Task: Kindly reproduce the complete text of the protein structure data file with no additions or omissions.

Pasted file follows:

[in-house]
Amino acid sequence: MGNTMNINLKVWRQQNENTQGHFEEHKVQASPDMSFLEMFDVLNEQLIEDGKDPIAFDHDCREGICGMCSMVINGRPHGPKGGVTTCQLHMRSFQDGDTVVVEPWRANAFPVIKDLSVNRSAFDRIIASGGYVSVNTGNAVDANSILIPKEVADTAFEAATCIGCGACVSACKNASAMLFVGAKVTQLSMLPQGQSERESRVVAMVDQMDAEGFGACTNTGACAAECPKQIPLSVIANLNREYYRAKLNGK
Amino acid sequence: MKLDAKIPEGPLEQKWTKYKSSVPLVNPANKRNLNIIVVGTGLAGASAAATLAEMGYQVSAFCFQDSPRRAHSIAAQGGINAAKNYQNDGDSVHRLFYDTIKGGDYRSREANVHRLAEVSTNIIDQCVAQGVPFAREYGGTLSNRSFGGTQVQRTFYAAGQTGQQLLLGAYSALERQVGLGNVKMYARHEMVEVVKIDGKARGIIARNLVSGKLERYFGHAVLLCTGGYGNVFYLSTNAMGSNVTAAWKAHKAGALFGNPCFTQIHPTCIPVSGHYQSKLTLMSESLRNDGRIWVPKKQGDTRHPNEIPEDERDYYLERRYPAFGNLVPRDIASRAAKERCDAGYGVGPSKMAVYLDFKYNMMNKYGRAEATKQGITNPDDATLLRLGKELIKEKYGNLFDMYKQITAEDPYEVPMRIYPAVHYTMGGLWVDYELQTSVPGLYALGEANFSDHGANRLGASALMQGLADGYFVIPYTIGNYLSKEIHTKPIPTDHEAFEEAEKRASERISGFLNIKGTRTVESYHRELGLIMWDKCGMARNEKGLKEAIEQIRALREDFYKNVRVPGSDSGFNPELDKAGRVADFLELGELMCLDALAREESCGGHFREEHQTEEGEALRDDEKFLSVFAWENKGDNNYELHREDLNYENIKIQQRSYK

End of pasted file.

[in-house]
Amino acid sequence: MGNTMNINLKVWRQQNENTQGHFEEHKVQASPDMSFLEMFDVLNEQLIEDGKDPIAFDHDCREGICGMCSMVINGRPHGPKGGVTTCQLHMRSFQDGDTVVVEPWRANAFPVIKDLSVNRSAFDRIIASGGYVSVNTGNAVDANSILIPKEVADTAFEAATCIGCGACVSACKNASAMLFVGAKVTQLSMLPQGQSERESRVVAMVDQMDAEGFGACTNTGACAAECPKQIPLSVIANLNREYYRAKLNGK
Amino acid sequence: MKLDAKIPEGPLEQKWTKYKSSVPLVNPANKRNLNIIVVGTGLAGASAAATLAEMGYQVSAFCFQDSPRRAHSIAAQGGINAAKNYQNDGDSVHRLFYDTIKGGDYRSREANVHRLAEVSTNIIDQCVAQGVPFAREYGGTLSNRSFGGTQVQRTFYAAGQTGQQLLLGAYSALERQVGLGNVKMYARHEMVEVVKIDGKARGIIARNLVSGKLERYFGHAVLLCTGGYGNVFYLSTNAMGSNVTAAWKAHKAGALFGNPCFTQIHPTCIPVSGHYQSKLTLMSESLRNDGRIWVPKKQGDTRHPNEIPEDERDYYLERRYPAFGNLVPRDIASRAAKERCDAGYGVGPSKMAVYLDFKYNMMNKYGRAEATKQGITNPDDATLLRLGKELIKEKYGNLFDMYKQITAEDPYEVPMRIYPAVHYTMGGLWVDYELQTSVPGLYALGEANFSDHGANRLGASALMQGLADGYFVIPYTIGNYLSKEIHTKPIPTDHEAFEEAEKRASERISGFLNIKGTRTVESYHRELGLIMWDKCGMARNEKGLKEAIEQIRALREDFYKNVRVPGSDSGFNPELDKAGRVADFLELGELMCLDALAREESCGGHFREEHQTEEGEALRDDEKFLSVFAWENKGDNNYELHREDLNYENIKIQQRSYK